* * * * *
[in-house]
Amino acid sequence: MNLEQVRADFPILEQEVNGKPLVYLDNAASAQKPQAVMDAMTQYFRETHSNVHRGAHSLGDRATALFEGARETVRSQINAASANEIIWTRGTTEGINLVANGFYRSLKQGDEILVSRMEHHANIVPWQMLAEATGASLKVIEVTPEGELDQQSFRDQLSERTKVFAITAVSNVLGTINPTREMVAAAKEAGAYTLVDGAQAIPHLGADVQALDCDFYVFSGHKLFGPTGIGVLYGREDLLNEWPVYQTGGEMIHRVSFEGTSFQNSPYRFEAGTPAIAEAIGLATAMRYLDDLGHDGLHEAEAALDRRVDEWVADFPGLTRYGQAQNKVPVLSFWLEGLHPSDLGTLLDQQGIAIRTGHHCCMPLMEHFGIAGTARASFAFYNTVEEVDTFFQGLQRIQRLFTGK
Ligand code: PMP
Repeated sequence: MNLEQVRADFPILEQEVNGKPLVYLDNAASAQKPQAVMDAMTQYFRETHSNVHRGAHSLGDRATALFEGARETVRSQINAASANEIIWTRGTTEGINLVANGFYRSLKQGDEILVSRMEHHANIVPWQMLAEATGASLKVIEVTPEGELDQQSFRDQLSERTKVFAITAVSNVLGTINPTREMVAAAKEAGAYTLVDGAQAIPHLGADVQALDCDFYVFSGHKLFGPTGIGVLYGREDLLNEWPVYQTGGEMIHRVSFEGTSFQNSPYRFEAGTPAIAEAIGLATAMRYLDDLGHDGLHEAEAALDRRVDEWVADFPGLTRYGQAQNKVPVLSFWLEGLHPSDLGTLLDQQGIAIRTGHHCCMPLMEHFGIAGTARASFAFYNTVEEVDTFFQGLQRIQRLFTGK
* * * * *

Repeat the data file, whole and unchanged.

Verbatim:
[in-house]
Amino acid sequence: MNLEQVRADFPILEQEVNGKPLVYLDNAASAQKPQAVMDAMTQYFRETHSNVHRGAHSLGDRATALFEGARETVRSQINAASANEIIWTRGTTEGINLVANGFYRSLKQGDEILVSRMEHHANIVPWQMLAEATGASLKVIEVTPEGELDQQSFRDQLSERTKVFAITAVSNVLGTINPTREMVAAAKEAGAYTLVDGAQAIPHLGADVQALDCDFYVFSGHKLFGPTGIGVLYGREDLLNEWPVYQTGGEMIHRVSFEGTSFQNSPYRFEAGTPAIAEAIGLATAMRYLDDLGHDGLHEAEAALDRRVDEWVADFPGLTRYGQAQNKVPVLSFWLEGLHPSDLGTLLDQQGIAIRTGHHCCMPLMEHFGIAGTARASFAFYNTVEEVDTFFQGLQRIQRLFTGK
Ligand code: PMP
Repeated sequence: MNLEQVRADFPILEQEVNGKPLVYLDNAASAQKPQAVMDAMTQYFRETHSNVHRGAHSLGDRATALFEGARETVRSQINAASANEIIWTRGTTEGINLVANGFYRSLKQGDEILVSRMEHHANIVPWQMLAEATGASLKVIEVTPEGELDQQSFRDQLSERTKVFAITAVSNVLGTINPTREMVAAAKEAGAYTLVDGAQAIPHLGADVQALDCDFYVFSGHKLFGPTGIGVLYGREDLLNEWPVYQTGGEMIHRVSFEGTSFQNSPYRFEAGTPAIAEAIGLATAMRYLDDLGHDGLHEAEAALDRRVDEWVADFPGLTRYGQAQNKVPVLSFWLEGLHPSDLGTLLDQQGIAIRTGHHCCMPLMEHFGIAGTARASFAFYNTVEEVDTFFQGLQRIQRLFTGK